(215) 545-5249

October 8th, 2013
Species Janka Hardness (pounds-force)
Australian Buloke 5060
Lignum vitae / Guayacan / Pockenholz 4500
Patagonian Rosewood / Curupay / Angico Preto / Piptadenia Macrocarpa / Brazilian Tiger Mahogany 3840
Brazilian Olivewood 3700
Brazilian Ebony 3692
Ipê / “Brazilian Walnut” / Lapacho 3684
African Pearlwood / Moabi Sometimes: Brazilian Cherry “Lite” 3680
Grey Ironbark 3664
Bolivian Cherry 3650
Lapacho 3640
Cumaru / “Brazilian Teak” sometimes: “Brazilian Chestnut,” “Tiete Chestnut,” “South American Chestnut,” “Southern Chestnut” 3540
Ebony 3220
Brazilian Redwood / Paraju / Massaranduba 3190
Yvyraro 3040
Stranded/woven bamboo 3000
Bloodwood 2900
Red Mahogany, Turpentine 2697
“Southern Chestnut” 2670
Spotted Gum 2473
Brazilian Cherry / Jatoba 2350
Mesquite 2345
“Golden Teak” 2330
Santos Mahogany, Bocote, Cabreuva, Honduran Rosewood 2200
Pradoo 2170
Brazilian Koa 2160
Sucupira sometimes “Brazilian Chestnut” or “Tiete Chestnut” 2140
Brushbox 2135
Osage Orange[2] 2040
Karri 2030
Sydney Blue Gum 2023
Bubinga 1980
Cameron[disambiguation needed] 1940
Tallowwood 1933
Merbau 1925
Amendoim 1912
Jarrah 1910
Purpleheart 1860
Goncalo Alves / Tigerwood 1850
Hickory / Pecan, Satinwood 1820
Afzelia / Doussie / Australian Wormy Chestnut 1810
Bangkirai 1798
Rosewood 1780
African Padauk 1725
Blackwood 1720
Merbau 1712
Kempas 1710
Black Locust 1700
Highland Beech 1686
Wenge, Red Pine, Hornbeam 1630
Tualang 1624
Zebrawood 1575
True Pine, Timborana 1570
Peroba 1557
Sapele / Sapelli, Kupa’y 1510
Curupixa 1490
Sweet Birch 1470
Hard Maple / Sugar Maple 1450
Caribbean Walnut 1390
Coffee Bean 1390
Natural Bamboo (represents one species) 1380
Australian Cypress 1375
White Oak 1360
Tasmanian Oak 1350
Ribbon Gum 1349
Ash (White) 1320
American Beech 1300
Red Oak (Northern) 1290
Caribbean Heart Pine 1280
Yellow Birch, Iroko 1260
Movingui 1230
Heart Pine 1225
“Brazilian Mesquite” / Carapa Guianensis 1220
Larch 1200
Carbonized Bamboo (represents one species) 1180
Teak 1155
Cocobolo 1136
Brazilian Eucalyptus / Rose Gum 1125
Makore 1100
Siberian Larch 1100
Peruvian Walnut 1080
Boreal 1023
Black Walnut/North American Walnut 1010
Cherry 995
Black Cherry, Imbuia 950
Red Maple 950
Boire 940
Paper Birch 910
Eastern Red Cedar 900
Southern Yellow Pine (Longleaf) 870
Lacewood, Leopardwood 840
African Mahogany 830
Mahogany, Honduran Mahogany 800
Parana 780
Sycamore 770
Shedua 710
Silver Maple 700
Southern Yellow Pine (Loblolly and Shortleaf) 690
Douglas Fir 660
Western Juniper 626
Alder (Red) 590
Larch 590
Chestnut 540
Hemlock 500
Western White Pine 420
Basswood 410
Eastern White Pine 380
Balsa 100
Cuipo 22
October 3rd, 2013

Differences Between Engineered Hardwood And Solid Hardwood

Engineered hardwood is different from solid hardwood in many respects, including materials, structural composition and resistance. Below is a detailed analysis of some selected differences.


Engineered hardwood is actually produced with three or more layers of HDF, MDF, with a real hardwood vaneer bonded together under heat and pressure.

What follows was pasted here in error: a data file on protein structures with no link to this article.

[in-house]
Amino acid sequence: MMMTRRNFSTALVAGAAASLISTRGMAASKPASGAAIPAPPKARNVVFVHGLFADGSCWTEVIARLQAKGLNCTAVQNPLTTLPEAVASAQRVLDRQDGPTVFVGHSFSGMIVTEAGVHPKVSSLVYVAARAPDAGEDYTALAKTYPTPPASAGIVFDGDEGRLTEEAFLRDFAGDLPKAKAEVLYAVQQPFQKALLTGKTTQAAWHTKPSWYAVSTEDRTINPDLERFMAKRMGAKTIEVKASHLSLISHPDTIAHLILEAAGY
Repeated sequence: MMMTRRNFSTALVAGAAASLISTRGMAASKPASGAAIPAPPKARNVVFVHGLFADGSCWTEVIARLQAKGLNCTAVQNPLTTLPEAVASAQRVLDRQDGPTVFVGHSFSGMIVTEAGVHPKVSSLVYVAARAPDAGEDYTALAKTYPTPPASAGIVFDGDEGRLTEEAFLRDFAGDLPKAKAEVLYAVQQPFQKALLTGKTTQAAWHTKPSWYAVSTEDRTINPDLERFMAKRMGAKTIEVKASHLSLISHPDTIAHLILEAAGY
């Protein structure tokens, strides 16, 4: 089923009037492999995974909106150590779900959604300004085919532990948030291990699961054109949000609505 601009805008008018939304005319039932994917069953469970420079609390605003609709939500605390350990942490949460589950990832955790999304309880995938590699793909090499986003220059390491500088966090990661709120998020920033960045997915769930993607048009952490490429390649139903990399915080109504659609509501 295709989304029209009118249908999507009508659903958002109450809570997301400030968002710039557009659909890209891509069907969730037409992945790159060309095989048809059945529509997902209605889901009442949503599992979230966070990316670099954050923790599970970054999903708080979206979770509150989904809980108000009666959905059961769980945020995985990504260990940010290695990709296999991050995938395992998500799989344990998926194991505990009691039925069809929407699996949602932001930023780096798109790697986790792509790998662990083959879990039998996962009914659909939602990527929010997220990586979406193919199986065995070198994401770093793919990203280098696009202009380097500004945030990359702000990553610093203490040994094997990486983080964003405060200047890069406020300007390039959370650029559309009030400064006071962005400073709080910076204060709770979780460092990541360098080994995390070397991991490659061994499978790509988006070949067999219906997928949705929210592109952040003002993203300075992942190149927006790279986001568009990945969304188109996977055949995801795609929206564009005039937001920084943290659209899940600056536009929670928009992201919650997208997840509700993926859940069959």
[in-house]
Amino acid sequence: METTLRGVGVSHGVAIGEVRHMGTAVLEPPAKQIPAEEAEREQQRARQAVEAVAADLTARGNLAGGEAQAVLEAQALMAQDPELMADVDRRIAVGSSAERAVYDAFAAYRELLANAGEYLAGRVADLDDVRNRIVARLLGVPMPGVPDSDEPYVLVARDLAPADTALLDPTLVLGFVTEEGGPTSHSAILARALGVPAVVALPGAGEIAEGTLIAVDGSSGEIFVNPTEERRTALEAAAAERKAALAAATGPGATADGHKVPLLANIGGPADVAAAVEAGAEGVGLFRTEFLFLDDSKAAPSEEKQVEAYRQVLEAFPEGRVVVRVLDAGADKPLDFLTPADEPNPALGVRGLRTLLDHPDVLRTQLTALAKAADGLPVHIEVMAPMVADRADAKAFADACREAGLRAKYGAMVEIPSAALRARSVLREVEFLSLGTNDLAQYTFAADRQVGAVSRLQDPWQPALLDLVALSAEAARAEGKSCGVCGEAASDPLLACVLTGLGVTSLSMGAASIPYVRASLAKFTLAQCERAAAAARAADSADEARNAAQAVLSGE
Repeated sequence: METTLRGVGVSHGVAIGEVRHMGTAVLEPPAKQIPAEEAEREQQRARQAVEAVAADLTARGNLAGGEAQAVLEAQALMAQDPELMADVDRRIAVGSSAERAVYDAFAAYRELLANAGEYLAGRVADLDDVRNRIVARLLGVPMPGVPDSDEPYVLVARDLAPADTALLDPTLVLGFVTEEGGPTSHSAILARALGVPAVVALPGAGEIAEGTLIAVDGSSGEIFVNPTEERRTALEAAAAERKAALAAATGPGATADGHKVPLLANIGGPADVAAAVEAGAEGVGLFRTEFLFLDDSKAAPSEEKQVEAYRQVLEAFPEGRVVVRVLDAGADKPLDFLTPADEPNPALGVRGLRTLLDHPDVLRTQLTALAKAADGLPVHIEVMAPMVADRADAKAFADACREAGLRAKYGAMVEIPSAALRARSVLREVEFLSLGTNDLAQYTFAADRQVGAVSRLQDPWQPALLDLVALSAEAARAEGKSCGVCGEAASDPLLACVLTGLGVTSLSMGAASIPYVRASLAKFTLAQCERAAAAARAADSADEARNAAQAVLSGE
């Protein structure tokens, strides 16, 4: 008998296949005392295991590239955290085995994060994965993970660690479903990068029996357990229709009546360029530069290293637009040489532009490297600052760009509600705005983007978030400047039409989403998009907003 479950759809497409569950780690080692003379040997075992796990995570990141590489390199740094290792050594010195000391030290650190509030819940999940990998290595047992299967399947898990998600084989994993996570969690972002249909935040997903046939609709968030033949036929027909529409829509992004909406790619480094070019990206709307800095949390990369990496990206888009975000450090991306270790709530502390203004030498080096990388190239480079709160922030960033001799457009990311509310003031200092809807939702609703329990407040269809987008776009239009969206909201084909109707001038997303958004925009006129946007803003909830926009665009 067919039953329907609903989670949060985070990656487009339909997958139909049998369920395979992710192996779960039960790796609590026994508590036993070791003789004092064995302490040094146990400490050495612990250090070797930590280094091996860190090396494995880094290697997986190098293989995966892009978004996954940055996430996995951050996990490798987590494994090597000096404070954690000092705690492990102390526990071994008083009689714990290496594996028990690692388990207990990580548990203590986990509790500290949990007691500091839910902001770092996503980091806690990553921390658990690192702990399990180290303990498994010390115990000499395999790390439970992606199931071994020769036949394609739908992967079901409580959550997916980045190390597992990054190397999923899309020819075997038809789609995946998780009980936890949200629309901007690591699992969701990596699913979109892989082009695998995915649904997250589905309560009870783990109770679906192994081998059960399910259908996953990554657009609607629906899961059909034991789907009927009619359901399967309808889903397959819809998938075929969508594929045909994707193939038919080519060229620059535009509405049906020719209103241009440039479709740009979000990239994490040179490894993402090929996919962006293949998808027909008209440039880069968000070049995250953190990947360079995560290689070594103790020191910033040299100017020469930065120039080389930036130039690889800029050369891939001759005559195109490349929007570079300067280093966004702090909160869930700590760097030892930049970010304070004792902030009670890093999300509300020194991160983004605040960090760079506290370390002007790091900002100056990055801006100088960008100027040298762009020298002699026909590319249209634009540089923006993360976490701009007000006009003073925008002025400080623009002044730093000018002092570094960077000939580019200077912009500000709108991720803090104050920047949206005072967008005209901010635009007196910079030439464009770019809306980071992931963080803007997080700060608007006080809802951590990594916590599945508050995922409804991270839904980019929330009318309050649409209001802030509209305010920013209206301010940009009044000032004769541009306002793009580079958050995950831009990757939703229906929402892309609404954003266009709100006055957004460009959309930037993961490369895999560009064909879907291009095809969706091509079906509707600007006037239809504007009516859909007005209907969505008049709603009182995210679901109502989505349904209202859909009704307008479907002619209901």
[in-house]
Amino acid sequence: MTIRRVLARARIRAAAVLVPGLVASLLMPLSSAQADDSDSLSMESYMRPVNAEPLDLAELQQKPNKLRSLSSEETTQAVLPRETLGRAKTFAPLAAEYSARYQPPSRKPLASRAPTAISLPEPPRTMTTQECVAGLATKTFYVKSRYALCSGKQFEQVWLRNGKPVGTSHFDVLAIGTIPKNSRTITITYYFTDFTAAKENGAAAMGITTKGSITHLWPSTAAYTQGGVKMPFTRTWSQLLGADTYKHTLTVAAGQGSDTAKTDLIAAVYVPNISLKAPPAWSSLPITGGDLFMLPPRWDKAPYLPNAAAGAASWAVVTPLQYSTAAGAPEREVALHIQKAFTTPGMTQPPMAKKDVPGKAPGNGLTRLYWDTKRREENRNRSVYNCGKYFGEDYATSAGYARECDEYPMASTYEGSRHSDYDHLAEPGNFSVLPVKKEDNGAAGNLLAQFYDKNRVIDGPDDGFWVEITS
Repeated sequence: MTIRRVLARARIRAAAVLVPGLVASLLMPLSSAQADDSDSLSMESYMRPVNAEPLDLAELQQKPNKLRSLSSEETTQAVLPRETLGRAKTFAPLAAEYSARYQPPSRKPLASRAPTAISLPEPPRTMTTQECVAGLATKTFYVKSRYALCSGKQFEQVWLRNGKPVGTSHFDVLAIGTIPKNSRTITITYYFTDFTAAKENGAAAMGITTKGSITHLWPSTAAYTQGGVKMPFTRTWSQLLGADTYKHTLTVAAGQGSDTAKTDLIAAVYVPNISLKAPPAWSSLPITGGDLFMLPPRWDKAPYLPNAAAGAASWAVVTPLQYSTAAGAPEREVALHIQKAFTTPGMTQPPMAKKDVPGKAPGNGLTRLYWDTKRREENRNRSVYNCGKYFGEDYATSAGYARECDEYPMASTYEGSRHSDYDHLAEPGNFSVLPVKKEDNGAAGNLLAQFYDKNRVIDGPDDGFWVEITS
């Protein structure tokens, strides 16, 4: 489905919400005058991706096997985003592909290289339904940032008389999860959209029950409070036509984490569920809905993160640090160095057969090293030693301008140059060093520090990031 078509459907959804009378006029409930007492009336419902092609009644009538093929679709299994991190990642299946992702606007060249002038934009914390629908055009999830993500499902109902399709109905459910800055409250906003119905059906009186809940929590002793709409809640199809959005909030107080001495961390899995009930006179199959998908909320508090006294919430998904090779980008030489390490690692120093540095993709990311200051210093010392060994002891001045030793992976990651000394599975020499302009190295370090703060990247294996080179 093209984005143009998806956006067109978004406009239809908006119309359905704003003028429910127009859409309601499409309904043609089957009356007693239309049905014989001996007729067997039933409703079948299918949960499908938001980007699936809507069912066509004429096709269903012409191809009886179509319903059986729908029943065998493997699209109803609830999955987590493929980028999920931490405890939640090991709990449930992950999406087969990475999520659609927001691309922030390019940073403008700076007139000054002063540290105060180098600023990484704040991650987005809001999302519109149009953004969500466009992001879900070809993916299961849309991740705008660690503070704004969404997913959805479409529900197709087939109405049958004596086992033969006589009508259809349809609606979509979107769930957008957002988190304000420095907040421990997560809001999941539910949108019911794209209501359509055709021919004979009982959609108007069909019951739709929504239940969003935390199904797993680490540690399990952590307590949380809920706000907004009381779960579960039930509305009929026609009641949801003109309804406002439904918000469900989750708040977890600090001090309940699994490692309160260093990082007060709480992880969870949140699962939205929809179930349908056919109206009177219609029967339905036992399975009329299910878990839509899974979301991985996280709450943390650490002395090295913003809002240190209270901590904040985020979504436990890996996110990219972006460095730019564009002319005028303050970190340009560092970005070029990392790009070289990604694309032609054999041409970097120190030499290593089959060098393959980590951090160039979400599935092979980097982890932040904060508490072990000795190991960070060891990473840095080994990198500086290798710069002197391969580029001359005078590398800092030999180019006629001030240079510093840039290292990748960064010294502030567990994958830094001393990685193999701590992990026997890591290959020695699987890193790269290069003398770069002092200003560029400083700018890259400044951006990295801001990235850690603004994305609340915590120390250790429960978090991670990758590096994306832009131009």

Solid wood is milled from a real hardwood species, making it the sole material used in the making of the flooring.


Engineered hardwood is more suitable in high-moisture areas or in areas of frequent temperature changes than solid hardwood due to its “multiple-ply plank” manufacturing.

Solid wood is noted for adding overall structural strength to the building in which it is installed. The degree to which this is true depends upon the species.


Engineered hardwood is designed for optimal uniformity.

Solid wood’s uniformity varies depending on grade. Some grades allow for multiple knots, for example.

Dimensional stability

Engineered hardwood is constructed to be more dimensionally stable through multi-ply design. This allows greater resistance to temperature changes.

Solid wood is prone to expansion, warping, cupping, to a significant degree when exposed to temperature changes.

Resistance to moisture and heat

Engineered hardwood is surely a suitable choice when solid wood is not applicable due to increased moisture or heat. It is more resistant to both if compared to solid wood.

Solid wood is unsuitable for applications at any location with increased moisture or high temperatures. These could be areas which are not environmentally controlled, damp areas such as below-grade installations and over radiant heat.

Resistance to climatic changes

Engineered hardwood does not warp or cup during climatic changes. It is more resistant to higher moisture levels than solid flooring. It is a better choice for installation over radiant heat sources, damp basements, and at locations in rainy climates.

Solid wood generally expands and contracts a lot more than engineered wood during climatic changes, especially extremes in heat and cold and rainy season.



October 2nd, 2013

Effects of Temperature and Humidity on Hardwood Floors

How hardwood flooring is affected by temperature and humidity is something that all owners of hardwood flooring should know. Hardwood floors are an investment and will last for years if they are given the proper care.